The year’s winter weather in the valley has brought on some beautiful scenery, but also something we don’t often have to think about: walking on ice and not falling. As you would guess, walking on ice is a bit different than your wet or dry ground. It’s important you know how to safely walk on ice so you, or those around you, don’t succumb to injury from a fall. And don’t worry, if you do fall, we even have a safe way you can do that.

So whether you stay here on the valley and see some ice, or you travel up to the mountains to play, here are some winter weather walking safety tips to keep in mind.

How To Walk (and Fall) on Ice

While there are many different approaches and even specific shoes you can buy, nothing is more important than understanding the basics and just being careful. Here are your 6 walking on ice tips.

1. Give Yourself More Time

The old mantra of giving yourself more time rings true for driving in winter weather, and it’s true for walking in winter weather. Allowing yourself ample time (no matter how long or short your walking commute might be) will ensure you don’t have to rush, which is how many falls happen. So slow it down and get to wherever you are walking safely and standing.

2. Waddle Like a Penguin

We might as well take a hint from one of the cutest creatures on the planet: penguins. They walk an awful lot, and if you notice, they don’t make wide strides or rush. They waddle. The following tips will help you do just that.

3. Keep Your Knees Loose

Keeping your knees loose will help you maintain most of your weight forward. When you lock your knees, a lot of the weight ends up on your heel (which is a great way to slip).

4. Keep Your Hands Out of Your Pockets

Keeping your hands out of your pockets (don’t forget your gloves and mittens) helps you maintain stability while you walk.

5. Slightly Spread Your Feet Out

Notice we said “slightly.” It’s essential your feet do not go out farther than your shoulders (so don’t spread them out like you’re going to do the splits). This helps your weight stay evenly distributed and increases stability.

6. Keep Your Center of Gravity on the Front Leg

Our legs ability to support our weight splits mid-stride. That’s why when you’re walking on ice, it’s important to keep all your weight on your front foot. This, again, increases stability and decreases your chances of falling. Shuffle or take short steps for stability.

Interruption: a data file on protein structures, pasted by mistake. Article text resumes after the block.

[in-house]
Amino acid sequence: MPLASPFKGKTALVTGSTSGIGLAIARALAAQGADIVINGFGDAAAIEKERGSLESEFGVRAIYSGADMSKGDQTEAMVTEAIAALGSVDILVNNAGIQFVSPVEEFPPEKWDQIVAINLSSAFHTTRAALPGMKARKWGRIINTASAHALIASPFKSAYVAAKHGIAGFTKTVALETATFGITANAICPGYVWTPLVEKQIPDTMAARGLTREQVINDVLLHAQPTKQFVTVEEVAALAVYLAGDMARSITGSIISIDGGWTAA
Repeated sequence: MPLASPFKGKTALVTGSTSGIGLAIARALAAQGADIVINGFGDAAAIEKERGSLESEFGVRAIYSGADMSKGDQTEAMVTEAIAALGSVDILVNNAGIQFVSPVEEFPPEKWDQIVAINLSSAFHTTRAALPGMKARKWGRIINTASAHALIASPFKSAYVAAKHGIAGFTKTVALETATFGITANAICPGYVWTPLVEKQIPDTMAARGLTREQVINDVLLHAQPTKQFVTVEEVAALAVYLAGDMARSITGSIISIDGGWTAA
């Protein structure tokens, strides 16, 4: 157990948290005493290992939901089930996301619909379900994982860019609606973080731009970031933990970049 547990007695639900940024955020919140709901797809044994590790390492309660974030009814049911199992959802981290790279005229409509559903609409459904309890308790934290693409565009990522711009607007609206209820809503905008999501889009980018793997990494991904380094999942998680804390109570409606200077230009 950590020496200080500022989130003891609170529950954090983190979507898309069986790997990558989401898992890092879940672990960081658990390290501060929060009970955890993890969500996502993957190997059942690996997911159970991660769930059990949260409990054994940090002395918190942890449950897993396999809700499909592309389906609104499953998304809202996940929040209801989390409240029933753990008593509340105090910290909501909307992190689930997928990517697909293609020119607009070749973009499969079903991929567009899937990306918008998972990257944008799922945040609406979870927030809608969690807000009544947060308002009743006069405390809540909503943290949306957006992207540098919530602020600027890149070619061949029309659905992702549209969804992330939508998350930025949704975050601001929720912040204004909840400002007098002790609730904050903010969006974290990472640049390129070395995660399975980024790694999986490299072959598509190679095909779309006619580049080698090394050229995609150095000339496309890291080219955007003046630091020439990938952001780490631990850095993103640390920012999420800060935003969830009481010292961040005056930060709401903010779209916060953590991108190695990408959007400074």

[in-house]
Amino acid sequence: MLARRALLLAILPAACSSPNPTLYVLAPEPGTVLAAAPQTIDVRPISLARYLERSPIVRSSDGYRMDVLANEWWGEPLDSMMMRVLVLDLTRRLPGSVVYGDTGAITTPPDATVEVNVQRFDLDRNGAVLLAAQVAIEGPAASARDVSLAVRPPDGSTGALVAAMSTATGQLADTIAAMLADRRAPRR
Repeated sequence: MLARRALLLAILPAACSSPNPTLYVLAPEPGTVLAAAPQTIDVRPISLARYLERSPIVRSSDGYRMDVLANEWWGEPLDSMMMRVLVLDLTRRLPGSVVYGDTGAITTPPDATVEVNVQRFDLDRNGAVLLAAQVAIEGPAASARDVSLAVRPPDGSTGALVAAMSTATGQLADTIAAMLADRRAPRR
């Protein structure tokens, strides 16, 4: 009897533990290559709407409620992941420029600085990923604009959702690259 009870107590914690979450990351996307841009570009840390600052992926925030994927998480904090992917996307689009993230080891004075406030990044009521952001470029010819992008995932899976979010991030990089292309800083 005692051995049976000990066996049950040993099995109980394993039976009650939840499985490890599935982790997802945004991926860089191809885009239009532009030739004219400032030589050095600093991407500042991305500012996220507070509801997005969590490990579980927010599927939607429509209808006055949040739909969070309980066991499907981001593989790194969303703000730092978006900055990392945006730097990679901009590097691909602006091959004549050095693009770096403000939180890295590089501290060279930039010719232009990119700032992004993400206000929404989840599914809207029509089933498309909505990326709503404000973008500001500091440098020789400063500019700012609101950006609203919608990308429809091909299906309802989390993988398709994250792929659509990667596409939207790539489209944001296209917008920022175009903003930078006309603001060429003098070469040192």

In a nutshell, you want to extend your arms to the side, bend your knees, and do the penguin shuffle. However, no matter how hard we try to walk safely, sometimes we might fall. There’s good news though – there are ways to fall, so you avoid serious injury. Let’s go over that next.

How To Fall On Ice

1. Chin Down

If you start to feel like you’re slipping and a fall is in your future, make sure you tuck your chin down to avoid hitting the back of your head on the ground.

2. No Hands

Contrary to what your instinct might be, you do want to avoid using your hands to break the fall. Using your hands to break the fall can actually cause you to sprain or break your wrists or even your arms. So fight that urge to land on the palm of your hand and follow the next step best you can.

3. Tuck Into a Ball

Just like we want you to tuck your chin to avoid a head injury, we want you to follow the idea of “tucking”, and tuck yourself into a ball. When you do this, try to keep all your muscles relaxed and then land in the squishiest part of your body. Do not fall on elbows, hands, hips, or your head.

4. Never Grab The Person Next To You

What’s worse than injuring yourself from a fall? Bringing those around you down with you. Your instinct is going to be to grab the closest thing (or person) to you. However, if you’re falling and you think about grabbing that friend right by you, resist the urge. Because they too might not be as steady as normal, a tug or push could cause them injury.

When To See a Doctor

No matter how safely you walk on ice or how “perfectly” you fall, sometimes injury happens. So how do you know if what you’re feeling is just “normal” strain or perhaps something worse?

1. Broken Bones

If you suspect you might have broken a bone, make an appointment with your doctor (if it’s not serious) or go to the ER. The sooner you can be treated, the better your healing will be. If you have a cast, once that’s off, it will be time to have some physical therapy to regain strength and mobility.

2. Minor Head Injury

It’s very common to have a minor head injury after a fall, even if you didn’t directly hit your head. The symptoms of a minor head injury are:

  • A mild headache
  • Feeling nauseous
  • Mild dizziness
  • Some blurred vision

If you are experiencing any of these symptoms, it’s a good idea to go into your doctor and get checked out.

3. Serious Head Injury

Serious head injuries are not something to take lightly. If you or someone you know experiences a fall and has the following symptoms, call 911 or bring them into the hospital immediately.

  • Unconsciousness
  • Drowsiness hours after head injury
  • Clear fluid coming from the ears or nose
  • Bruising behind the ears
  • Slurred speech
  • Memory loss
  • Vomiting
  • Blurred vision
  • Balance problems
  • Neck and back pain

It’s very common to experience some neck and back pain after a fall. However, you don’t have to suffer! There are many things we can do to help alleviate that pain and help you heal. Some of the things we can do are:

  • Teach you stretches and exercises to strengthen the neck and back muscles
  • Soft tissue mobilization
  • Joint mobilization
  • And much more.

No matter what, be safe out there and if you do experience any pain from a fall, give us a call. We’re happy to help you get back to enjoying the outdoors as soon as possible.